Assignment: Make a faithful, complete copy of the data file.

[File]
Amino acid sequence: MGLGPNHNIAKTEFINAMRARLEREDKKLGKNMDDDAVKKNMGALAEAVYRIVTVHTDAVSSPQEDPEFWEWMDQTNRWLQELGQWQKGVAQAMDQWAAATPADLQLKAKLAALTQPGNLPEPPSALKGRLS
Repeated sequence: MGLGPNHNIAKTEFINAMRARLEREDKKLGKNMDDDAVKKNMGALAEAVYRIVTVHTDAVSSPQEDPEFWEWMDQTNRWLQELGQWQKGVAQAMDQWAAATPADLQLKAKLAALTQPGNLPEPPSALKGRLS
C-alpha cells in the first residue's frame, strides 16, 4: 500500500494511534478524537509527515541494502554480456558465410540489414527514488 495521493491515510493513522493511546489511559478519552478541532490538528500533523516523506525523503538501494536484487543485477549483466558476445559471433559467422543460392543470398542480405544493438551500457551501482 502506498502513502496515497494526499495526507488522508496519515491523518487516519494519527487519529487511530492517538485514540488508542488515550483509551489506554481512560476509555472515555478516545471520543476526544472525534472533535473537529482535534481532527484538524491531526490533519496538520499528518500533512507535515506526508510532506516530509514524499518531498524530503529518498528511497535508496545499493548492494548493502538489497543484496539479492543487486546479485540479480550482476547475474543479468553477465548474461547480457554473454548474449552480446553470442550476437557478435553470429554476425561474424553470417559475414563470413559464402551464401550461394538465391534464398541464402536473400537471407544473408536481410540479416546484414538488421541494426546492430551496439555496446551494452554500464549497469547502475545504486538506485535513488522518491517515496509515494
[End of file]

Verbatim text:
Amino acid sequence: MGLGPNHNIAKTEFINAMRARLEREDKKLGKNMDDDAVKKNMGALAEAVYRIVTVHTDAVSSPQEDPEFWEWMDQTNRWLQELGQWQKGVAQAMDQWAAATPADLQLKAKLAALTQPGNLPEPPSALKGRLS
Repeated sequence: MGLGPNHNIAKTEFINAMRARLEREDKKLGKNMDDDAVKKNMGALAEAVYRIVTVHTDAVSSPQEDPEFWEWMDQTNRWLQELGQWQKGVAQAMDQWAAATPADLQLKAKLAALTQPGNLPEPPSALKGRLS
C-alpha cells in the first residue's frame, strides 16, 4: 500500500494511534478524537509527515541494502554480456558465410540489414527514488 495521493491515510493513522493511546489511559478519552478541532490538528500533523516523506525523503538501494536484487543485477549483466558476445559471433559467422543460392543470398542480405544493438551500457551501482 502506498502513502496515497494526499495526507488522508496519515491523518487516519494519527487519529487511530492517538485514540488508542488515550483509551489506554481512560476509555472515555478516545471520543476526544472525534472533535473537529482535534481532527484538524491531526490533519496538520499528518500533512507535515506526508510532506516530509514524499518531498524530503529518498528511497535508496545499493548492494548493502538489497543484496539479492543487486546479485540479480550482476547475474543479468553477465548474461547480457554473454548474449552480446553470442550476437557478435553470429554476425561474424553470417559475414563470413559464402551464401550461394538465391534464398541464402536473400537471407544473408536481410540479416546484414538488421541494426546492430551496439555496446551494452554500464549497469547502475545504486538506485535513488522518491517515496509515494